Lance T. Izumi - Contributor
[Courtesty of Pacific Research
Izumi is Director of Education Studies for the Pacific
Research Institute and
Senior Fellow in California Studies. He is a leading expert in
education policy and the author of several major PRI studies.
[go to Izumi index]
Can Help Students Choose their Career...
[Lance T. Izumi] 5/4/05
Testing is critical in determining the academic
preparedness of students entering higher education. For instance,
the California State University uses placement exams to determine
if students require remedial English or math in order to have
the skills necessary to complete their coursework successfully.
Yet, no test is used to determine the skill levels of the many
more students who opt for vocational education at community colleges.
There is a test, however, that can fill that void and it would
be cost-free to students and colleges.
The Armed Services Vocational Aptitude Battery (ASVAB) is administered
by the Department of Defense. The test is called an aptitude
battery because it predicts one’s ability to learn skills
for different kinds of work. The ASVAB tests general academic
areas such as reading, math, and science, plus technical areas
such as mechanical comprehension and electronics information.
No items on military topics are included. The battery is based
on extensive research on the effectiveness of different types
of tests for predicting success in a wide range of jobs.
Based on results, a student could compare his or her skills
with the requirements of the career or occupation in which he
or she is interested. If a student is deficient in a skill area,
the test informs the student of the additional training needed.
Nationwide, 900,000 students at 14,000 schools take the ASVAB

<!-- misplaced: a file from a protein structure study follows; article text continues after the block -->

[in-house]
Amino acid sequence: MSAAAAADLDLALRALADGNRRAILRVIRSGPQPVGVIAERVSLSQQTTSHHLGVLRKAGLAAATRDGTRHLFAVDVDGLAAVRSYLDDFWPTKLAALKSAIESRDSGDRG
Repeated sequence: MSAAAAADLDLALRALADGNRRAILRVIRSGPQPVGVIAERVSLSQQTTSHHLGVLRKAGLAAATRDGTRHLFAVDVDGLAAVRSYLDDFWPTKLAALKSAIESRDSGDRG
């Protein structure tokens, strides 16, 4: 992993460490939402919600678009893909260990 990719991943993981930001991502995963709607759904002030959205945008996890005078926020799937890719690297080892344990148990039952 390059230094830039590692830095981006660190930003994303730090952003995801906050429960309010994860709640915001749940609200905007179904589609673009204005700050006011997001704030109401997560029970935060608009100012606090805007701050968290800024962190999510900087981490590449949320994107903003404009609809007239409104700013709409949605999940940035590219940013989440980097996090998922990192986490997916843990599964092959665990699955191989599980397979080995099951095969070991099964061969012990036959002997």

annually. The potential benefit of administering the ASVAB at
community colleges is great.
Currently, community colleges use vocational tests, such as
the Myers-Briggs exam, that merely measure a person’s interests
and preferences, not their aptitude for a job or career. The
ASVAB, therefore, would fill an important informational vacuum
for students and counselors. It would give better career guidance
to students and guarantee that they take the right coursework
while in college.
The cost of the test is paid by the Defense Department. Students
pay nothing, as opposed to Myers-Briggs and others that charge
a fee, while local colleges and the state incur no administration
costs. Some community colleges are beginning to look seriously
at the ASVAB.
San Joaquin Delta College will be giving the ASVAB in the near
future. Counselors there say a vocational education aptitude
test is vitally needed. Few entering students know what they
want to do. Many also have an unrealistic view of occupations
and little idea of the skills actually needed for those jobs.
Since the test is without cost, it helps open the job world to
students of all incomes. And fears of the ASVAB’s military
connection are baseless.
There’s also no obligation for any student who takes the
test to enlist in the military. The military only asks for the
opportunity to contact the student by telephone or mail about
the option of a military career. If the student isn’t interested,
there’s no further contact.
According to California's Legislative Analyst, “research
shows very high wage returns to students who graduate from community
college vocational programs.” The ASVAB can help students
choose the career that is right for them, take the right courses,
and graduate from a vocational program that makes their career
a reality. Indeed, a major study on ASVAB concluded that the
test contained “highly sensitive predictors of training
and job performance for all applicant groups.”
The ASVAB should, therefore, be considered seriously in any
future vocational education reform effort. CRO
2005 Pacific Research Institute